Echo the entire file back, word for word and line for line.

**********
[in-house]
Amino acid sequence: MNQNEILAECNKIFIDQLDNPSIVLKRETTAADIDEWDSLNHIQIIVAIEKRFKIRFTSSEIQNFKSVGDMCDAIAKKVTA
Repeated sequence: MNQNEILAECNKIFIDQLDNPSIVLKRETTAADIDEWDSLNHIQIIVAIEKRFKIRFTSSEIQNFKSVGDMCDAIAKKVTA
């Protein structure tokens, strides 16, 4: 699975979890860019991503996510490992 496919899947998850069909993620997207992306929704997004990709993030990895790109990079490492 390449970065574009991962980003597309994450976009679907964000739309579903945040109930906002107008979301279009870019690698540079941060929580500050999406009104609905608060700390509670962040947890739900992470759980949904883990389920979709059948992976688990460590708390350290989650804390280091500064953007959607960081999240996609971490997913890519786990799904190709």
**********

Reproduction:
[in-house]
Amino acid sequence: MNQNEILAECNKIFIDQLDNPSIVLKRETTAADIDEWDSLNHIQIIVAIEKRFKIRFTSSEIQNFKSVGDMCDAIAKKVTA
Repeated sequence: MNQNEILAECNKIFIDQLDNPSIVLKRETTAADIDEWDSLNHIQIIVAIEKRFKIRFTSSEIQNFKSVGDMCDAIAKKVTA
């Protein structure tokens, strides 16, 4: 699975979890860019991503996510490992 496919899947998850069909993620997207992306929704997004990709993030990895790109990079490492 390449970065574009991962980003597309994450976009679907964000739309579903945040109930906002107008979301279009870019690698540079941060929580500050999406009104609905608060700390509670962040947890739900992470759980949904883990389920979709059948992976688990460590708390350290989650804390280091500064953007959607960081999240996609971490997913890519786990799904190709």